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Leader of the Chorus
[830] There are many reproaches we have the right to bring against men. The most serious is this, that the woman, who has given birth to a useful citizen, whether taxiarch or strategus should receive some distinction; a place of honor should be reserved for her at the Stenia, the Scirophoria, [835] and the other festivals that we keep. On the other hand, she of whom a coward was born or a worthless man, a bad trierarch or an unskilful pilot, should sit with shaven head, behind her sister who had borne a brave man. Oh! citizens! is it just [840] that the mother of Hyperbolus should sit dressed in white and with loosened tresses beside that of Lamachus and lend out money on usury? He, who may have made a deal of this nature with her, so far from paying her interest, should not even repay the capital, saying, [845] “What, pay you interest? after you have given us this delightful son?”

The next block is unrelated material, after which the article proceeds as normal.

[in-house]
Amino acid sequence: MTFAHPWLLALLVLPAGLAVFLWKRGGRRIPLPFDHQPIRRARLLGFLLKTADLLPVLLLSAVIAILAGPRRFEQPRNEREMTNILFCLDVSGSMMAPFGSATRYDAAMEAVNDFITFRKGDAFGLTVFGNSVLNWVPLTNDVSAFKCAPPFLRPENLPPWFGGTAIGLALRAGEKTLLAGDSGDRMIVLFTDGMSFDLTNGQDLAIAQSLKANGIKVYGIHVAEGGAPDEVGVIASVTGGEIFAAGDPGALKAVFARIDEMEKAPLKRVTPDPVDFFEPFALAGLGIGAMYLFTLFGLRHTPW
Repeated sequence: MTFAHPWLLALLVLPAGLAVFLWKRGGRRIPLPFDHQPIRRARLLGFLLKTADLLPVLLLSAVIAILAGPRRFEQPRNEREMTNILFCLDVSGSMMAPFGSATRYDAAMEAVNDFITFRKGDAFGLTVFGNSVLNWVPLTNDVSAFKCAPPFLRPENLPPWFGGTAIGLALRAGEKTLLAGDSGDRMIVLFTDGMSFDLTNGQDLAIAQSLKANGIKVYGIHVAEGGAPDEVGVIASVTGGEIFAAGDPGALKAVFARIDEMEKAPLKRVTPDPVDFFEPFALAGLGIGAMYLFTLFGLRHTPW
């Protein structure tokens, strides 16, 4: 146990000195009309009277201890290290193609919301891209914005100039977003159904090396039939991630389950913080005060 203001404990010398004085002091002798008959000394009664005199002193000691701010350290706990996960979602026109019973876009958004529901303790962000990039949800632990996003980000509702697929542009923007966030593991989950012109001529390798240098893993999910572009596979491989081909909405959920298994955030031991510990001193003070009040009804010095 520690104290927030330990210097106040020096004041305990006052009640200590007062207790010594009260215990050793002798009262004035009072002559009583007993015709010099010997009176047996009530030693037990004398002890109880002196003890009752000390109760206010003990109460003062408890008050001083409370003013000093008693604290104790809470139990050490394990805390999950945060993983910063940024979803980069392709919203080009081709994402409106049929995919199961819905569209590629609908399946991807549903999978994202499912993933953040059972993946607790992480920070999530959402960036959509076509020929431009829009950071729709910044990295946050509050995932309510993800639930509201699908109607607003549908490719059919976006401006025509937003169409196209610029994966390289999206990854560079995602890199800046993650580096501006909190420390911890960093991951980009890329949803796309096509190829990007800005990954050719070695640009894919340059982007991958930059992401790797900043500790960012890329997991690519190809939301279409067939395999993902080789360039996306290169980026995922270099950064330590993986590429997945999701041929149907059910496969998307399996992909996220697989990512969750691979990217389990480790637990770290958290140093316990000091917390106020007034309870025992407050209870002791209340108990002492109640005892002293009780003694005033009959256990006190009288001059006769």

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    • T. G. Tucker, Commentary on Thucydides: Book 8, 8.73
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